Killing for Sport
Pat Brown
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Buy *Killing for Sport: Inside the Minds of Serial Killers* online

Killing for Sport: Inside the Minds of Serial Killers
Pat Brown
New Millenium Press
240 pages
March 2003
rated 5 of 5 possible stars

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Pat Brown doesn't look like the author of a book about serial killers. She's a wife and mom with a good grin. And she's a criminal profiler.

Founder of the Sexual Homicide Exchange (SHE) , Brown clearly hopes that having presented this book in question and answer format, she can turn the reader with a basic interest in the subject and a lot of misconceptions into an educated graduate of "serial killing 101" who will "pay attention to sexual homicides and give any assistance you can to law enforcement."

But this shouldn't give the impression that the book is too breezy. It's peppered with hair-raising quotations from serial killers: "Every man to his own tastes...mine is for corpses;" "I kill the first man that bothers me;" "Big deal, death comes with the territory...see you in Disneyland." The quotes range from poignant (almost) -- like David Berkowitz's "Dad, the world is getting darker now. I can feel it more and more...the girls call me ugly and they bother me the most" -- to defiant -- Richard Ramirez: "You maggots make me sick"-- to the chilling simplicity of Jeffrey Dahmer's "I bite."

Brown explores some reasons why people might mistakenly sympathize with serial killers -- such as women who fall in love with them once they're incarcerated. The "extra-kindhearted (dumb)"....type who "believes that serial killers are just misunderstood and vulnerable men who suffered terrible abuse." But she counters this with the fact that

"during their time in prison, serial killers rarely break down even so far as the admit that they alone were responsible for their acts. They usually elaborate on some dreadful childhood happening that made them a's always somebody's else's fault, they're not really guilty, they were just acting out against the abuse they suffered at some point."
"If the serial killer were not incarcerated, " Brown asks, "would he feel this sorrow; or would he still be out there killing?"

Brown's book looks at common stereotypical notions about serial killers -- that they are usually "white, male", for one. She notes that crimes against primarily white victims often are better investigated and get more press - "they tend to focus on stories where the victim is the 'All-American' girl." But other racial groups have their share of monsters, too. And women, though less overt in their crimes, are in the lineup. They may murder children with medicines, hard to trace, poisons or smothering. There are women known as "childcare angels" who murder a helpless victim and then call 911, getting attention for their role in the excitement that ensues. Women with Munchausen's Syndrome by Proxy (MSP) "find that they can receive attention for being 'a good and loyal mom' by taking their child to be treated by a doctor." The process continues until the child is medicated to death, and begins again with the next pregnancy.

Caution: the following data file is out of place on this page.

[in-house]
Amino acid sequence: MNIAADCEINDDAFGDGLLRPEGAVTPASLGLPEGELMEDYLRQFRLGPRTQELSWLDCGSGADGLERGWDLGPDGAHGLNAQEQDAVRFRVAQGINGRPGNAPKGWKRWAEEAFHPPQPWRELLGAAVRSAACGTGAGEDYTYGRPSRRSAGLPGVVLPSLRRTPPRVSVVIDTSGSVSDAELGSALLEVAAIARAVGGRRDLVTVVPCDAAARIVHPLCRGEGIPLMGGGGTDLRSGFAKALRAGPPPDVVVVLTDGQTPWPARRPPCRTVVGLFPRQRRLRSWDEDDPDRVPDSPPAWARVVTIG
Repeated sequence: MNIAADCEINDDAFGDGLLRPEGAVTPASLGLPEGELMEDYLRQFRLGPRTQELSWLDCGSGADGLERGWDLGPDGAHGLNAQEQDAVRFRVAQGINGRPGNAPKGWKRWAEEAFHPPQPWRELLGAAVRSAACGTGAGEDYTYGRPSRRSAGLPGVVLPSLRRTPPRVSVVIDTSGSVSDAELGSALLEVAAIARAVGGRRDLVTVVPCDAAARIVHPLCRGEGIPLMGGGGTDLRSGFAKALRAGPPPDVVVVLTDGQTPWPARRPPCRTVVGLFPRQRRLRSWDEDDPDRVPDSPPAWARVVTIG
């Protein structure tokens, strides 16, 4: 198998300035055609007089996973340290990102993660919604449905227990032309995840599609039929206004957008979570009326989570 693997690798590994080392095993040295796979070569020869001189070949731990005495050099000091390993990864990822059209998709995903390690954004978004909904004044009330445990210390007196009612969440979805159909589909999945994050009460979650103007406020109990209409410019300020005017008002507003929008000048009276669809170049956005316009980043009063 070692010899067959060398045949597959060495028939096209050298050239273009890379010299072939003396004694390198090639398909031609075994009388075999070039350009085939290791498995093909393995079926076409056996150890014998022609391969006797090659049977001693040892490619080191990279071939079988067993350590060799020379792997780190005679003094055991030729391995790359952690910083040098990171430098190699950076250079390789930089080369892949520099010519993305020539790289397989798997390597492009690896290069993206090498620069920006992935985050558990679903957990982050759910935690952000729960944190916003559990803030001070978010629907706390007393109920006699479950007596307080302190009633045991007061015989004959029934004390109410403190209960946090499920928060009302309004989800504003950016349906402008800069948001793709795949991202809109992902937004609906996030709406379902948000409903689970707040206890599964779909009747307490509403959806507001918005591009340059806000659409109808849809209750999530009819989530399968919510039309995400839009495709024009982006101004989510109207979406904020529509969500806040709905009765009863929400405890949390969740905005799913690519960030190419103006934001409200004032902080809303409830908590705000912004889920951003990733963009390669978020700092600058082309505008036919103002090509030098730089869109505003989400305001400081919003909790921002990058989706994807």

We learn that the Bible and the Koran are reading favorites among serial killers, along with Salinger's Catcher in the Rye (because the hero is convinced that other people are all phonies, an adolescent scenario that the killer can identify with) and John Fowles' The Collector, a book that gets inside the head of an upper class loony who collects butterflies and seeks to "pin down" a lovely young woman.

Serial killers like their women "pretty, if they can get 'em." Small women, women who jog alone, women who frequent bars - all these are potential victims. To the feminists who "would like to yell and scream at me," Brown says succinctly, "it's better to be safe than dead." Sound advice when trying to outthink someone like Edmund Kemper, who when seeing a pretty girl walking down the street, is thinking, "I'd like to talk to her, to date her," while "the other side of me says, I wonder how her head would look on a stick?"

Serial killers are not all clever - in fact they often make stupid mistakes that lead to their capture. Sadly, as with any crime, serial killings are sometimes not recognized for what they are at first due to faulty reports by witnesses and failure to put evidence together to lead to the correct conclusion.

These monsters among us (possibly psychopathic, rarely psychotic) generally have personalities which make getting along with others a less than common ability, leading to the profiler's description of a loner who works at a menial job:

"Profiling is a logical process where each aspect of the crime is analyzed carefully and placed into a dynamic psychological picture of the killer." A good profiler isn't worried about being a good profiler. A good profiler is someone who, like Jack Webb on Dragnet, sticks to "just the facts."
Brown answers the question "How many serial homicides are actually solved?" with the discouraging "Not enough." Never enough. If this book is frightening, it is because the crimes, usually alluded to rather than laid out in exhaustive detail, are horrific. But if it serves to get one monster off the street by helping someone recognize the potential killer in a workmate or, God help us, a relative (as in the case of the Unibomber), then Brown has done her job.

© 2003 by Barbara Bamberger Scott for Curled Up With a Good Book

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